Failure Teaches as Much as Success


As mobile entrepreneurs in Asia come closer together it will be important that they learn not just from the successes of neighboring countries but from the disappointments as well. Japan’s DoCoMo is praised for its role in teaching other countries how to effectively spawn a new industry for mobile content. But more recently, it also showed what not to do with the troubled rollout of its 3G service FOMA. After spending billions of dollars for Wideband CDMA network construction and an extravagant promotional blitz featuring pop star Hikaru Utada, DoCoMo only signed 105,000 subscribers to FOMA in the first six-months of service. KDDI, on the other hand, launched its own CDMA 2000-based 3G service with little fanfare this April and gained 334,000 customers during the first month.

For industry watchers here in Japan, the reasons for DoCoMo’s failure and KDDI’s success are obvious. In order to recover some costs for creating a new network, DoCoMo charged between 30,000 and 50,000 yen for FOMA handsets. In addition, its packet billing system applied to broadband services was very expensive and customers can expect to pay between 30,000 and 40,000 per month for frequent use of 3G services.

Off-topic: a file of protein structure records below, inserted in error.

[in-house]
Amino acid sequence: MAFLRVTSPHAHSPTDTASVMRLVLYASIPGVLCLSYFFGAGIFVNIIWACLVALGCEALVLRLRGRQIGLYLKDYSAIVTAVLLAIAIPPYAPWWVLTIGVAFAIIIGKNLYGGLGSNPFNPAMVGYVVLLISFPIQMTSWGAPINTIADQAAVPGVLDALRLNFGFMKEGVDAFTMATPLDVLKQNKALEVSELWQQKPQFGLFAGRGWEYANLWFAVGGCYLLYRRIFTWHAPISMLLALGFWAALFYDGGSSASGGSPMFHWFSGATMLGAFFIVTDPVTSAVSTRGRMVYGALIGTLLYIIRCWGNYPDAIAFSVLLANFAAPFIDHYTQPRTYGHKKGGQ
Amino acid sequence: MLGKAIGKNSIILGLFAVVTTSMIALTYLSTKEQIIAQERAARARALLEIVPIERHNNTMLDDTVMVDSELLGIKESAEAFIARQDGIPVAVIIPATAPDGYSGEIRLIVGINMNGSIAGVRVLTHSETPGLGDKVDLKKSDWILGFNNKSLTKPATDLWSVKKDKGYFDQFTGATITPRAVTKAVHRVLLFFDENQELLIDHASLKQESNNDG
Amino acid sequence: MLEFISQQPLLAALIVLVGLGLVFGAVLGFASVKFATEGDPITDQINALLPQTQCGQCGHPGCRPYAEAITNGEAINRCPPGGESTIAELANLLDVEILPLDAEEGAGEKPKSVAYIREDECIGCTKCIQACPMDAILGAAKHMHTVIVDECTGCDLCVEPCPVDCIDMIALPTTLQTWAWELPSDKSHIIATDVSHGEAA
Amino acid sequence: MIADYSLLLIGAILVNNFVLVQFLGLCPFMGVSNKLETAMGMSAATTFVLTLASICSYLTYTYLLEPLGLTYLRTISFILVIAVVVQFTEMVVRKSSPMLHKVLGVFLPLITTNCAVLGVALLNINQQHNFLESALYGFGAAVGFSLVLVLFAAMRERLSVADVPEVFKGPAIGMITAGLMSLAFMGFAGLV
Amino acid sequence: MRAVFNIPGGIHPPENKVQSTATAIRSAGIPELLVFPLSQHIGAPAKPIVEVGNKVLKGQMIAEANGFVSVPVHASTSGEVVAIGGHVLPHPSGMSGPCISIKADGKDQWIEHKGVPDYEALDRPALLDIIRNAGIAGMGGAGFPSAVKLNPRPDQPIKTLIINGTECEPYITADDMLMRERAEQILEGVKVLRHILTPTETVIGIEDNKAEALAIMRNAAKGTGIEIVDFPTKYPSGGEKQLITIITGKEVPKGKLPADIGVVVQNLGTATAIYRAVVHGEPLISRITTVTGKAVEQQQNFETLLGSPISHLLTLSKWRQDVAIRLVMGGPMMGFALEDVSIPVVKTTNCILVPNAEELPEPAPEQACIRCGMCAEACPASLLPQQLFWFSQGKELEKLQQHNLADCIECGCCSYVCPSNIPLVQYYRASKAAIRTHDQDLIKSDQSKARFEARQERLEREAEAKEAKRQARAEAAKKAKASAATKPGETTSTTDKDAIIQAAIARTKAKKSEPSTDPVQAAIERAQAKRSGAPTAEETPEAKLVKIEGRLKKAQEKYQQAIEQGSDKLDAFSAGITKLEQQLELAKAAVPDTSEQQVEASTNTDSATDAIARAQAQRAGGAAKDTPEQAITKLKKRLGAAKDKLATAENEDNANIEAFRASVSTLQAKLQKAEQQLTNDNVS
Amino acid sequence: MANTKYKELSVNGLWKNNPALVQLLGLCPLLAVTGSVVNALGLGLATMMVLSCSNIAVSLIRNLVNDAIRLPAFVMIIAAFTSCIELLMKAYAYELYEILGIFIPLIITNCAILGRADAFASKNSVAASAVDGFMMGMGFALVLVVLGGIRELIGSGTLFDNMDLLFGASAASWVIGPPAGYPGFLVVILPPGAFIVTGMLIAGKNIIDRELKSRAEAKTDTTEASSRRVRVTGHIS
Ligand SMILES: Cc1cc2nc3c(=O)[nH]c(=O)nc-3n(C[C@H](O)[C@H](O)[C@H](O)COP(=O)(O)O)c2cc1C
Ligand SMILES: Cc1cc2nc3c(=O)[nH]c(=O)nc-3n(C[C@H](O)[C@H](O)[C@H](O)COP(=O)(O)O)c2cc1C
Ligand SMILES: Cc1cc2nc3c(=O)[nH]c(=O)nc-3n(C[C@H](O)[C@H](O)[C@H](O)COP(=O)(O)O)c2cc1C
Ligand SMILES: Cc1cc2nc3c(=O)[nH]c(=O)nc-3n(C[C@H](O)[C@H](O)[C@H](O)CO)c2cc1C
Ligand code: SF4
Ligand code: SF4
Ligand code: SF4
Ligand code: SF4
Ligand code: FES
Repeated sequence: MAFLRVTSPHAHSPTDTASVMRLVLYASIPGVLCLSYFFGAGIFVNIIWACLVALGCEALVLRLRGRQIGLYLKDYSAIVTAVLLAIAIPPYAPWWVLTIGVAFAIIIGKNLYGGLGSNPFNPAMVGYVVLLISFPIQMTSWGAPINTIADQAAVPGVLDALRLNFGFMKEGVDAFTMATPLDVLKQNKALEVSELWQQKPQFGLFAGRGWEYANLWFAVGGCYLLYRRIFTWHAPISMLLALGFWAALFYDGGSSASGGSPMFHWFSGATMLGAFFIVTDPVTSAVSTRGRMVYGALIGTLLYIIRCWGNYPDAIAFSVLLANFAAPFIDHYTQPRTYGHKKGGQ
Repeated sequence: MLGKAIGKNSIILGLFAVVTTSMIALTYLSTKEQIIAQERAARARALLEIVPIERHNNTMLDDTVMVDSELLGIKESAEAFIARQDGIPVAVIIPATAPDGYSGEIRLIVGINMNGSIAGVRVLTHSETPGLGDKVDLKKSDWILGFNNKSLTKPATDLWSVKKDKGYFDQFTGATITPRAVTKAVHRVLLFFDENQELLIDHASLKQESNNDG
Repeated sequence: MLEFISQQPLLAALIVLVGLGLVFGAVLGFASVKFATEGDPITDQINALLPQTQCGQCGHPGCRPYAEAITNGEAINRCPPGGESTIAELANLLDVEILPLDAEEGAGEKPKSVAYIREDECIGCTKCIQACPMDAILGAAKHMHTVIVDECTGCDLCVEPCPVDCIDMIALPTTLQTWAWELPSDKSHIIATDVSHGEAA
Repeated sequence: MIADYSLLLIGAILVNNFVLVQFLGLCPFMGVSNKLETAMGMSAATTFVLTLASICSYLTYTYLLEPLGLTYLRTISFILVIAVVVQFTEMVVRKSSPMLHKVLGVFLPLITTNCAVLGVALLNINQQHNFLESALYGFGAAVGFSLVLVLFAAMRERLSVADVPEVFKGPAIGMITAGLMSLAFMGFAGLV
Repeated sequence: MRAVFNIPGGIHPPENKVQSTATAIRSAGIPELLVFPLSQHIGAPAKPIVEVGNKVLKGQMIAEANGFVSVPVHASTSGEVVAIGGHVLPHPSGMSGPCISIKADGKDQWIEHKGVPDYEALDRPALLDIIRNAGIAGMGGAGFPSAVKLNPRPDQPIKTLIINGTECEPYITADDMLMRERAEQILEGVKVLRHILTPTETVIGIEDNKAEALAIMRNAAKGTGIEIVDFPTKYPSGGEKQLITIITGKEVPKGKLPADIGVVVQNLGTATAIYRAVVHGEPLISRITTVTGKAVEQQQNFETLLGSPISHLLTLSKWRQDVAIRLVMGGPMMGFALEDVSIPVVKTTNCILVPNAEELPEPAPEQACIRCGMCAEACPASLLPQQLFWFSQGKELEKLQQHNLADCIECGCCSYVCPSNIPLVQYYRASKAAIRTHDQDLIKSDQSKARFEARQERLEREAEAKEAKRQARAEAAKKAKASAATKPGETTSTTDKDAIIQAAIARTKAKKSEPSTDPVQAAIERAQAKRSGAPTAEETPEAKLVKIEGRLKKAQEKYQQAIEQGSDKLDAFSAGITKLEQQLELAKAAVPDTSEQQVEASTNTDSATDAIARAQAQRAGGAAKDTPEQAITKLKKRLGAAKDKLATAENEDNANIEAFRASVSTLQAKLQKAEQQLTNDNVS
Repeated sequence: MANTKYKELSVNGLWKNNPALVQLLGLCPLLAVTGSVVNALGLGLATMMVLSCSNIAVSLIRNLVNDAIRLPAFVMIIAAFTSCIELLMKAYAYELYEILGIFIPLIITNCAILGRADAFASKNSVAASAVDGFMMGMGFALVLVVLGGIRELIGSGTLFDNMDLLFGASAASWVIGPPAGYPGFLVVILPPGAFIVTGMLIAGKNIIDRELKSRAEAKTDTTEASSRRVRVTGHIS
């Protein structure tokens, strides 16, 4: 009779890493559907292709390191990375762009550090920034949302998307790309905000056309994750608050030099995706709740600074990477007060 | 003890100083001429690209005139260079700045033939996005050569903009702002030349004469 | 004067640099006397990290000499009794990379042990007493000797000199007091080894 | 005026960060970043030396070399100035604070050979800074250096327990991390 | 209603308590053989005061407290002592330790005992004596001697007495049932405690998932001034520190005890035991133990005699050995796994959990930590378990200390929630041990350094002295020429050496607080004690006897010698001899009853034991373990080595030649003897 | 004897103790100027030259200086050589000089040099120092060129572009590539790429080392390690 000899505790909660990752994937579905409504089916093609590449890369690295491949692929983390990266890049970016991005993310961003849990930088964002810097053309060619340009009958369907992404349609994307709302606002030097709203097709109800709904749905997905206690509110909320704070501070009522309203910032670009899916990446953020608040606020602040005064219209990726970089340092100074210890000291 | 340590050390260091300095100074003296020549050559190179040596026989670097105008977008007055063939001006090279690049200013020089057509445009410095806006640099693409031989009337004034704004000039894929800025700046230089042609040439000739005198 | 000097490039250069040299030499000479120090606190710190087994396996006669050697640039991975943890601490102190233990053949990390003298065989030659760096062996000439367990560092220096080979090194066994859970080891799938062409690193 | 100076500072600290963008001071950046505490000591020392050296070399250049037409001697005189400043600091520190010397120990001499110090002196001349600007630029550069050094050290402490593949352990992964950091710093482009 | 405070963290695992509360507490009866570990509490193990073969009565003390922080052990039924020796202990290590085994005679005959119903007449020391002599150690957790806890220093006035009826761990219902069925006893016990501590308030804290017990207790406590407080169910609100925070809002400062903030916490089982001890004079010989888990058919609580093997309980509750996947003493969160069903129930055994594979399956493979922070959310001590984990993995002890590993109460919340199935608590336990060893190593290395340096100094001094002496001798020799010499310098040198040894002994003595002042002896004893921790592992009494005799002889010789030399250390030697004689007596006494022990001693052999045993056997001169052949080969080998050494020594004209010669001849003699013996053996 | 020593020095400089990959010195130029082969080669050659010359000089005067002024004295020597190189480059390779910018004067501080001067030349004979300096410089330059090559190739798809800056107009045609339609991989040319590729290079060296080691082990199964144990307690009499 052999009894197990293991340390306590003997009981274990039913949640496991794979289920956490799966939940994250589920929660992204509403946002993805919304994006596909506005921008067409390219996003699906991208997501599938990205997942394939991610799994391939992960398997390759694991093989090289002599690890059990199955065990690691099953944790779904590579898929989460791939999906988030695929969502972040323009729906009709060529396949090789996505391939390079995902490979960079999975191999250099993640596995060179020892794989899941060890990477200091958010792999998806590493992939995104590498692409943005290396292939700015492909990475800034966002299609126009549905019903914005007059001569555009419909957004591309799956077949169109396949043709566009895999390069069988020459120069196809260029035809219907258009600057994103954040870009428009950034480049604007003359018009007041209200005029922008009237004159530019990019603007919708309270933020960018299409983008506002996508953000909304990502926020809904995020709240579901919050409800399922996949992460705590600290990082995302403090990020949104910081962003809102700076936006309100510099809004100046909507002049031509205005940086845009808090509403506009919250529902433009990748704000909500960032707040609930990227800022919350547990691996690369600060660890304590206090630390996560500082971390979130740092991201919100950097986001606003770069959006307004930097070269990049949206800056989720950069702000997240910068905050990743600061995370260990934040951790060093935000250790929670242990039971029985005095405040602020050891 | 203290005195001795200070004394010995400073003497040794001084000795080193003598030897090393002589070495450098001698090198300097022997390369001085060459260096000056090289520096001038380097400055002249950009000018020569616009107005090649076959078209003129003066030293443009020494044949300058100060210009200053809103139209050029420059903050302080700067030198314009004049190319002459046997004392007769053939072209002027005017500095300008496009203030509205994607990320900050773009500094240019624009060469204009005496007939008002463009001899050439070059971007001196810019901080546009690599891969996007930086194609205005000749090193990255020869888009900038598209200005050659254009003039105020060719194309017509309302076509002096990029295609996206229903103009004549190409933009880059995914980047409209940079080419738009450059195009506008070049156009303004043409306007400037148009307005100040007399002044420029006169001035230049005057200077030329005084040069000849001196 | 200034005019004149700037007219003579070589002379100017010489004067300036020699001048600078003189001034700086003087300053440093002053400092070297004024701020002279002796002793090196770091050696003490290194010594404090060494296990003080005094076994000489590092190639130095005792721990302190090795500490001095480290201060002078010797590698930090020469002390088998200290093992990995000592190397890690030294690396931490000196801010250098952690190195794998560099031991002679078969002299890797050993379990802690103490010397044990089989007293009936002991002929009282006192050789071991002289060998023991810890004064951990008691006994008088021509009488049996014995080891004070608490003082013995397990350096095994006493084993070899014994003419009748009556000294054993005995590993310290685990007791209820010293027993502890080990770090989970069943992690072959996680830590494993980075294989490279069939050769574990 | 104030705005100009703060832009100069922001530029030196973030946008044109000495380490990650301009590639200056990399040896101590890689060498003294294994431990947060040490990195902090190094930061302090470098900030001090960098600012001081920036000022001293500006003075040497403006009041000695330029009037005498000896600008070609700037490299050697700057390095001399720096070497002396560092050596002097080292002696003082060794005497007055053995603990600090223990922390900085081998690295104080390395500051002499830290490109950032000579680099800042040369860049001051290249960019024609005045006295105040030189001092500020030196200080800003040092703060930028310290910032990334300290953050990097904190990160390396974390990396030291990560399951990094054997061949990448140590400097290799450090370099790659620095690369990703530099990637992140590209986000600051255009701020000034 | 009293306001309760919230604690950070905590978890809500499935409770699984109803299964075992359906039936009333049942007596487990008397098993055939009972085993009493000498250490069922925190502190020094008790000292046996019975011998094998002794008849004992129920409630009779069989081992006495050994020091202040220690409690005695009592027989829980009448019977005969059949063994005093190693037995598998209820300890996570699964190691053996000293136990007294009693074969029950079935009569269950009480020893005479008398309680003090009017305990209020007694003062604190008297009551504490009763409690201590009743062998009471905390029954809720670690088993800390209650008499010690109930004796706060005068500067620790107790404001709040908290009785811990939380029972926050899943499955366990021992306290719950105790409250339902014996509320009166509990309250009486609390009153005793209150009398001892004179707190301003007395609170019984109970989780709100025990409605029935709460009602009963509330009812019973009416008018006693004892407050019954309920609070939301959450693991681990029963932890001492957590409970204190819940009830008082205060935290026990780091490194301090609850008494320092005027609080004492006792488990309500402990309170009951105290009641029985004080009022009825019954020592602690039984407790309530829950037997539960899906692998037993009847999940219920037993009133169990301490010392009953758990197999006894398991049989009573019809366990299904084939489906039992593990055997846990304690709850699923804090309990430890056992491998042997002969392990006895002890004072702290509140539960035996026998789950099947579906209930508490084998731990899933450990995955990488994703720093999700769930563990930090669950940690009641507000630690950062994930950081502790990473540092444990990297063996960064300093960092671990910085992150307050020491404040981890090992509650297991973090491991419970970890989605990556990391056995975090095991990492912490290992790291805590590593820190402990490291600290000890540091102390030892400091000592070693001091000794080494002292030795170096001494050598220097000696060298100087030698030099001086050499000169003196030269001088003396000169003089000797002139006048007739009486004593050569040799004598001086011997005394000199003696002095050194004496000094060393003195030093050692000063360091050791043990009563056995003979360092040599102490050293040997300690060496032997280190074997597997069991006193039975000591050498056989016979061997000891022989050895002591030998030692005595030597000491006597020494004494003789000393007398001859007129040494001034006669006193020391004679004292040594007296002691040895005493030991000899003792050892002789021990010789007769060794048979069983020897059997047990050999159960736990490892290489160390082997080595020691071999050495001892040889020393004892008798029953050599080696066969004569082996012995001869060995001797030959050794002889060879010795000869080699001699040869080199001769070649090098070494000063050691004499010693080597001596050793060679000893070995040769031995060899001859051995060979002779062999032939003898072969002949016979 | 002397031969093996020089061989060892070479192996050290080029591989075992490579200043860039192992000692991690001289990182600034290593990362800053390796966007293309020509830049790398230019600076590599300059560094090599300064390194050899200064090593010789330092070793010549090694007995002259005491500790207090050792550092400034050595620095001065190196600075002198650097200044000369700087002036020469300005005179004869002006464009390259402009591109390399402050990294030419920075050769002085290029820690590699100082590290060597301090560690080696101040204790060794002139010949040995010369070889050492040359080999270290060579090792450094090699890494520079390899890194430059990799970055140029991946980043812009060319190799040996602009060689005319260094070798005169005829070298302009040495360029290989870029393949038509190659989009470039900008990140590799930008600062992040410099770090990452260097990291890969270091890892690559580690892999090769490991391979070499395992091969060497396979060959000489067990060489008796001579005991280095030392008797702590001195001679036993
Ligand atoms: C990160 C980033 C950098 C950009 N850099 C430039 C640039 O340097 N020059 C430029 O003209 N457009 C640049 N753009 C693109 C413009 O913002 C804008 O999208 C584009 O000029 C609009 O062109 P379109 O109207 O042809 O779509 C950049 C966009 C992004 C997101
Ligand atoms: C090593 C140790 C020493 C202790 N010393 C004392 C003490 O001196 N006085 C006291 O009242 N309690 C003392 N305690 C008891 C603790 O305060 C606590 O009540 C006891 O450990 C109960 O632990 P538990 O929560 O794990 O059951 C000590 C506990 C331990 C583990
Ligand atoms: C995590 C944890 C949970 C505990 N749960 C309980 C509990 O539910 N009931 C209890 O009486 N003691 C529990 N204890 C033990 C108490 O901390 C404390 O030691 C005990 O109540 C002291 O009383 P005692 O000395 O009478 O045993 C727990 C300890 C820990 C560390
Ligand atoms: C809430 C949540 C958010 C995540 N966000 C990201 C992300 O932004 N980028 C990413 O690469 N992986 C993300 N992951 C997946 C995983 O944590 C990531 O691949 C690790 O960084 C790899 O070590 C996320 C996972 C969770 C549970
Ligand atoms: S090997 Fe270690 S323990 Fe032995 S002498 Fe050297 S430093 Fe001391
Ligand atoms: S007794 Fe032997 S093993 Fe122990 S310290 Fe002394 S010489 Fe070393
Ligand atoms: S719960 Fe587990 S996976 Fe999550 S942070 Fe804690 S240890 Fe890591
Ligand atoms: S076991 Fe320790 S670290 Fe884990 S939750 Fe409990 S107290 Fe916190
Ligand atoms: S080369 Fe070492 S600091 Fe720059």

And to top it off, FOMA coverage has been limited to the Tokyo area, which means the phones are useless when traveling anywhere else in Japan. The FOMA naming also may have confused consumers, who were already familiar with i-mode and did not understand its relationship to the new brand.

KDDI, on the other hand, upgraded its existing network to CDMA 2000 to offer nationwide service without need for a major investment. Its handsets and service fees for 3G are not significantly higher than older models, so customers can enjoy multimedia services without making any of the trade-offs required for FOMA. It also used its existing “au” brand to promote new applications. This gave consumers enough context to understand that they were getting the same services as before, plus add-ons like movies and music.

Although it is still too early to tell, the success of KDDI seems to be a vindication that users actually do want the multimedia services enabled by 3G technology as long as they are offered at the right price with the right network service support. This is just another lesson to be studied and appropriated by neighbors across the region.

Dmitri Ragano is a consultant for Frontage-Razorfish in Tokyo, Japan.